Coleman Scott, Olympic Wrestling in for the Fight of Their Lives

Jerry MilaniContributor IFebruary 27, 2013

Aug 11, 2012; London, United Kingdom; Coleman Scott (USA), in blue, wrestles with Kenichi Yumoto (JPN) in the men's 60kg freestyle wrestling bronze medal match during the London 2012 Olympic Games at ExCeL. Mandatory Credit: Michael Madrid-USA TODAY Sports
Michael Madrid-USA TODAY

Coleman Scott has had quite a whirlwind year as an athlete.

“I’d say some of the experiences were unbelievable for sure, beyond anything I could have ever dreamed up,” he said.

High on that list was competing in the London Olympics and bringing home a bronze medal for Team USA. He has continued to compete since London and was part of another unique experience a few weeks ago, travelling to Germany, Azerbaijan and—of all places—Iran to compete for his beloved country, where he had an experience that was even more unbelievable—but not in a good way.

Scott was one of the first American wrestlers to land and get settled in for a training session in Frankfurt, Germany when he turned on the only English language TV station he could find, and noticed a scrawl on the bottom of the screen that said wrestling had been voted off the Olympic programme for the 2020 games.

“I thought I was tired, and it was a joke that couldn’t be true,” he said. “But the word spread that it was true and that we were in the fight of our lives for our sport; it was as shocking a moment as I have ever experienced.”

Scott's is a story that is typical of many American Olympians.

After winning an NCAA title at Oklahoma State, he has dedicated his life to fulfilling an Olympic dream, helping raise money on his own, and with his wife, travelling around the globe on limited funds, working with his Federation, the USOC, and his teammates to promote the sport.

“It really is the Olympic ideal that most people think of—amateur status with a huge stage every four years is what we strive for,” he added. Now, unless the tide turns, that dream—and the sport itself—is in for the fight of its life.

But if there is a sport that can turn things around quickly and re-surface on the Olympic programme, many feel it will be wrestling. One of the core Olympic sports since the games begun, it is also one of the few sports that can unite nations that seemingly are always at odds. 

Scott saw that galvanization first hand last week, when the Olympic team, just days after the snub by the IOC, was given a hero’s welcome, improbably, in Teheran.  The team arrived for a multi-national meet, and what followed was an outpouring of support that few expected.

“The Iranians understand the value of the sport to their culture, and it was clear from when we arrived that this was now an issue that was bigger than political beliefs to many of them,” he added.  “We were greeted and treated with the utmost class and respect everywhere we went, and they never stopped cheering for us.”

Team USA were greeted by signs of support in English and Arabic, and the loudest cheers were for American gold medalist Jordan Burroughs, who won his match against an Iranian and was given a standing ovation in a country that most Americans probably thought would have been a hostile environment.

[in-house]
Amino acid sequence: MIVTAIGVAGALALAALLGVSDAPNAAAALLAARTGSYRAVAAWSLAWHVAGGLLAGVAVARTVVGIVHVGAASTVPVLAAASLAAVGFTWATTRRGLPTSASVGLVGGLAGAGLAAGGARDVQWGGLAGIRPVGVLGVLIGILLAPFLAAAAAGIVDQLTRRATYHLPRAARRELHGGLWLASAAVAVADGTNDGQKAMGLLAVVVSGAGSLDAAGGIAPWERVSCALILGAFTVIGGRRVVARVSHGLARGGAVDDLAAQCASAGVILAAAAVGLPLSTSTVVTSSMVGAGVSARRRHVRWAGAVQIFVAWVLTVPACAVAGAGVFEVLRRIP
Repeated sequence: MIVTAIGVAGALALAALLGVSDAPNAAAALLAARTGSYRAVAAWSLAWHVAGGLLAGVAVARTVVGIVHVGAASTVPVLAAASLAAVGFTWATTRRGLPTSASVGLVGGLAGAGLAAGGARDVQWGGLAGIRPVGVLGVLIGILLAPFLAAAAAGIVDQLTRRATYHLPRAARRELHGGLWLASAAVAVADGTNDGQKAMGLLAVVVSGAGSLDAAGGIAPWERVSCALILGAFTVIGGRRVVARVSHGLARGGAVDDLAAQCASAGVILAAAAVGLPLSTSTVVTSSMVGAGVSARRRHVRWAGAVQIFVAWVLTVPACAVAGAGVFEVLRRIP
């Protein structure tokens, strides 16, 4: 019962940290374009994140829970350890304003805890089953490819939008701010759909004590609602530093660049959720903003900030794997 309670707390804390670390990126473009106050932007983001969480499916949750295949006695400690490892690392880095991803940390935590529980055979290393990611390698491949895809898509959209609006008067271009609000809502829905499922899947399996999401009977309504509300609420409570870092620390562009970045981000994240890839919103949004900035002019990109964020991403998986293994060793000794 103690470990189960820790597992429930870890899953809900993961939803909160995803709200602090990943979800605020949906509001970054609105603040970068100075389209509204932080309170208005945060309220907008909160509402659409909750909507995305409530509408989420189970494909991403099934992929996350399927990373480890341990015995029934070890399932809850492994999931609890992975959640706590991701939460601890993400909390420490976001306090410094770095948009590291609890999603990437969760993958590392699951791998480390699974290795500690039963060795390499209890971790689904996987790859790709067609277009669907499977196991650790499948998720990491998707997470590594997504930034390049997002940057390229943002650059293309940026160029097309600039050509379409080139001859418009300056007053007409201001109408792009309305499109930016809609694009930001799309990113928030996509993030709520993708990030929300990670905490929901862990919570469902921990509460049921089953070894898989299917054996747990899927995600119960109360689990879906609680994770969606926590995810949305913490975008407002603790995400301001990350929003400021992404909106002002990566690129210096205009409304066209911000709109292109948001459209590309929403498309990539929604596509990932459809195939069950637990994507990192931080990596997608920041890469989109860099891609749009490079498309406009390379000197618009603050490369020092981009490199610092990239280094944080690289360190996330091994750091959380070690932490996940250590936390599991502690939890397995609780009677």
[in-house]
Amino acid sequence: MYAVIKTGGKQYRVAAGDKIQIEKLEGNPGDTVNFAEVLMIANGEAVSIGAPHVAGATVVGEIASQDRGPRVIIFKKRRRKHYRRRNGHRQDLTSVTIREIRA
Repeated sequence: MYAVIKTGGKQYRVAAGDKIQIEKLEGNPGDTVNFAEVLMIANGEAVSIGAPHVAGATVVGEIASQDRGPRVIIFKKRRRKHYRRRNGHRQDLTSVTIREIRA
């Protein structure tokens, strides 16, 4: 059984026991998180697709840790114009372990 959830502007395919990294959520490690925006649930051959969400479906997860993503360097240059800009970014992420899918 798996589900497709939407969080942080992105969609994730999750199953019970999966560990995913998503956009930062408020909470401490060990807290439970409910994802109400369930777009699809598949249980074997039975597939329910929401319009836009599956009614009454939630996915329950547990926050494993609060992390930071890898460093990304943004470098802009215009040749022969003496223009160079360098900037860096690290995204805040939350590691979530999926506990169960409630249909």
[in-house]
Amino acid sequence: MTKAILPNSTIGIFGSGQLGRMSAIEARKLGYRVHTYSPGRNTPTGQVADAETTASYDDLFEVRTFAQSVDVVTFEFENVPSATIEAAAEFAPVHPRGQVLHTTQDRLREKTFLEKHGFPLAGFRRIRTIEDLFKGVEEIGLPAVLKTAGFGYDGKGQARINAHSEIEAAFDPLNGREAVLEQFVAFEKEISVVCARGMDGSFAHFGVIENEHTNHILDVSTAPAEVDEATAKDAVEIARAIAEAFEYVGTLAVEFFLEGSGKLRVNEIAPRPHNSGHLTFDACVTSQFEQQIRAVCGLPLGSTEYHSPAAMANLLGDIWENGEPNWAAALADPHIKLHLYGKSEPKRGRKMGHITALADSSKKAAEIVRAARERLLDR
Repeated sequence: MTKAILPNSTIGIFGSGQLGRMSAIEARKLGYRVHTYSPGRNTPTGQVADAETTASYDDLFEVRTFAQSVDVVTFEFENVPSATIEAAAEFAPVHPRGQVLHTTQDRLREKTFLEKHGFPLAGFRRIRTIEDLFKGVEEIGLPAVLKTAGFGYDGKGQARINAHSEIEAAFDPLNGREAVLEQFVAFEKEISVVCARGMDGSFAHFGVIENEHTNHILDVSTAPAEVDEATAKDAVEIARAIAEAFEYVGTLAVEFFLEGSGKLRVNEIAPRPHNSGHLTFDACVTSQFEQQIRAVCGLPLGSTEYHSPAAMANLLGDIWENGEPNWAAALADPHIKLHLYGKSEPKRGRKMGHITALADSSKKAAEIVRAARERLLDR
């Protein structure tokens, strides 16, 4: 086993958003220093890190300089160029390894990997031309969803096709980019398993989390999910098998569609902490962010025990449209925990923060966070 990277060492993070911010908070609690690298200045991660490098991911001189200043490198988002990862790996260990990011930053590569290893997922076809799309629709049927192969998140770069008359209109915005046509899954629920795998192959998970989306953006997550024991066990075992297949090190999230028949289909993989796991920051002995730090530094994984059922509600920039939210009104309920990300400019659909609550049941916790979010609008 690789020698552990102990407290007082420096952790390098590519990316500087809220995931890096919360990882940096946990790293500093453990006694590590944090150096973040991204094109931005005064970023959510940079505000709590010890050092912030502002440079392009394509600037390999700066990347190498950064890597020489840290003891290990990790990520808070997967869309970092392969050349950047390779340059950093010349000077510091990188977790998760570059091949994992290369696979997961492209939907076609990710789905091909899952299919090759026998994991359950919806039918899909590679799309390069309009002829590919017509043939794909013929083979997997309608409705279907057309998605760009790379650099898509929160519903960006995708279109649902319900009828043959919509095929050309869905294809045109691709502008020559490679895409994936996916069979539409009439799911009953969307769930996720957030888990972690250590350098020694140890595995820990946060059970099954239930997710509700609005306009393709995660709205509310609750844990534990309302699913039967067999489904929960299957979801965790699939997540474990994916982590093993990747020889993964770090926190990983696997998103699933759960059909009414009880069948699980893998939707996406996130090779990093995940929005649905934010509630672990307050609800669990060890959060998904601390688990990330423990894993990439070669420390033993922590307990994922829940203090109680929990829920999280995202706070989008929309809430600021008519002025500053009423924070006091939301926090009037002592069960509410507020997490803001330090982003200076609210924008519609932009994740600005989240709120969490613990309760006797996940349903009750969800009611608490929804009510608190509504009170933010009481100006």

The ultimate surprise came moments before the end of the competition, when Iranian President Mahmoud Ahmadinejad joined the crowd and was not only supportive of the American effort, but shook hands with and applauded the US contingent.

“It was clear," noted Scott, "that our sport was even more important at that point than any political agenda, and I think that speaks really loudly when you consider the impact we as Olympians can have on the world.”

Scott, who did not compete in the matches in Iran, and many of his teammates returned home this last weekend and were greeted with a huge groundswell of support, not just from the wrestling community, but from politicians and casual fans as well. 

That support has unified the wrestling community, not only in the U.S. and Iran, but also in Russia, where several elite wrestlers have returned their medals from previous Olympics, and to other countries like Brazil and Turkey.

But Scott’s primary focus doing all he can personally to make sure that the Olympic dream for young people stays alive like his was.

“I have heard from so many young people, ages 10 and 11, high school and college kids, who are crushed that this sudden change by the IOC has ruined a dream for them that I had from when I was 10,” he concluded.

“That is something we as a sport, and we as athletes, need to fix -- we can’t let their dream die and we need to work and do whatever we can to right this wrong as quickly as possible.”

For Coleman Scott, an unbelievable year of success was rounded out with the unbelievable shock of exclusion from the Olympics—for now.  But he knows from experience the value of never giving up and is determined, even as his career is in its final stages, to take up the fight for all the others with similar lofty aspirations, and not just in the States but also around the world. 

Scott and his sport are in for the fight of their lives, but it’s one they think they are more than ready for.


Jerry Milani is a Featured Columnist for Bleacher Report. Unless otherwise noted, all quotes were obtained first-hand.